Shalala and group read work of renowned Lebanese poet

UM President Donna E. Shalala gathered with students and faculty last Thursday for a group reading of Kahlil Gibran’s book, The Prophet, hosted by the Solution Interdisciplinary Forum.
“Reading poetry in a group arouses the pleasures of art and life, as we come together to share and learn from each other,” Khaleem Mohammed-Ali, president of Solutions, said. “I am most touched that we were able once again to introduce people to a book they may not have otherwise encountered- Kahlil Gibran, the most famous Lebanese writer, is in danger of being forgotten by our generation.”
Before beginning the event, President Shalala shared her Lebanese heritage and told of how her father used to read parts of Gibran’s poetry to her.
“For every Lebanese child, [The Prophet] is like a fairytale,” she said. “It was very much a part of my childhood and growing up.”
Some students could identify with Shalala’s experience.
“I read the book when I was really young,” Jason Obeso, a junior majoring in English and creative writing, said. “It has a beautiful style and I just wanted to reacquaint myself with the book again.”
Gibran’s best-known work, The Prophet is a partly autobiographical book of 26 poetic essays that was published in 1923. The collection has been translated into over 20 languages and teaches of the mysteries of life in a spiritualistic way. The book touches upon everything from freedom, pain, and self-knowledge, to friendship, beauty and other aspects of life.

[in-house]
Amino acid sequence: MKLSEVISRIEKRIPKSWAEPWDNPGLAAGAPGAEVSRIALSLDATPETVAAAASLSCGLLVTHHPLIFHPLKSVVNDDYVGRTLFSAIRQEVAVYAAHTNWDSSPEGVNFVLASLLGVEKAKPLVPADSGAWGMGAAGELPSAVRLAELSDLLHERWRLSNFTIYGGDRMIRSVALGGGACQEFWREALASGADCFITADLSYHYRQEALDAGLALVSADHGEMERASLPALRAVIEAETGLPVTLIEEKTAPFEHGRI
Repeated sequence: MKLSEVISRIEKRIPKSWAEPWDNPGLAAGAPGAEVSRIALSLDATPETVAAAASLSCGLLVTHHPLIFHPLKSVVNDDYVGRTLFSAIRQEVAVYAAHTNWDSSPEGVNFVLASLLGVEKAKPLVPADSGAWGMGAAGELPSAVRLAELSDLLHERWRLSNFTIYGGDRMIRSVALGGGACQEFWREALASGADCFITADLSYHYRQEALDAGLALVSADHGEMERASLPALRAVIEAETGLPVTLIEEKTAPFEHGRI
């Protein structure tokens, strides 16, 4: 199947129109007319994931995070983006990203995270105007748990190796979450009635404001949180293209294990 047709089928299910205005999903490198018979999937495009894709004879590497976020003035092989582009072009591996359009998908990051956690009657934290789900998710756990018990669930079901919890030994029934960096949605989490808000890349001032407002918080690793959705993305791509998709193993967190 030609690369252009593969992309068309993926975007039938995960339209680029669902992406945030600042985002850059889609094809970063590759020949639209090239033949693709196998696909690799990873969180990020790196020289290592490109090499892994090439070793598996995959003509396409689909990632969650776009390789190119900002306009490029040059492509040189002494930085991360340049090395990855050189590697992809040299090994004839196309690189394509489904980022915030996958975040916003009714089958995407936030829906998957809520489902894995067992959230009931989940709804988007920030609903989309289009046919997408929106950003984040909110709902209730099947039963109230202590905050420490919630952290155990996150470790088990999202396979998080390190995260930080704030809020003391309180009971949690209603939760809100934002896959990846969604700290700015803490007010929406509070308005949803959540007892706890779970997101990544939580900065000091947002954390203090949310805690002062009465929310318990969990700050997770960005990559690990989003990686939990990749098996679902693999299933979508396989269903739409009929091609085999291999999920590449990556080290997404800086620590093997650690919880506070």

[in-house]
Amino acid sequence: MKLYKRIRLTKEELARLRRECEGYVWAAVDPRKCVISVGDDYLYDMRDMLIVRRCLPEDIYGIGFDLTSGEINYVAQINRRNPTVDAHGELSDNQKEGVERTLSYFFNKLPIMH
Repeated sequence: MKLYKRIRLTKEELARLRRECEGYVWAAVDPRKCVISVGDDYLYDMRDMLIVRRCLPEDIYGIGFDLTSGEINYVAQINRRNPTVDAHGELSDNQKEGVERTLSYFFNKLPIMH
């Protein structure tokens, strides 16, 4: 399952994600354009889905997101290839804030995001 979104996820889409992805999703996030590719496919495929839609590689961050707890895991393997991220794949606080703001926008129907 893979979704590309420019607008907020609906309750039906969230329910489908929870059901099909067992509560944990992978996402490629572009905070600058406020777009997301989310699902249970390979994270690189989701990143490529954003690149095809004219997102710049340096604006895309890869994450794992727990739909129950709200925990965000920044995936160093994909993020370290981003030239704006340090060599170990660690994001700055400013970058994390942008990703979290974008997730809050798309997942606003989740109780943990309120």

“This is an interesting time to be reading Arabic poetry given the state of the world today,” Dr. Thomas Goodmann, faculty advisor for Solutions literary events, said.
For many, reading brought about a sense of comfort and community.
“At a time when our country is at war, it is important to strengthen our communities,” Mohammed-Ali said. “The Prophet is about community; it is about sharing and learning from one another.”
Because of its emotional undertones, many were moved to tears and expressed their gratitude for being able to share in Gibran’s work, including Dr. Benjiman Webb, director of the honors program.
“It was a dramatic ending,” Mohammed-Ali said. “Professor Webb was visibly moved after reading the final chapter. He took a deep breath and said: ‘That’s heavy stuff!'”
Solutions next event, “Artificial Intelligence: Ambition and Ethics”, an interdisciplinary panel discussion with a biologist, a computer scientist, and an ethicist, will take place Thursday, at 6:30 p.m. in LC 120.
For information, e-mail Solutions at

Angelique Thomas can be contacted at

March 25, 2003


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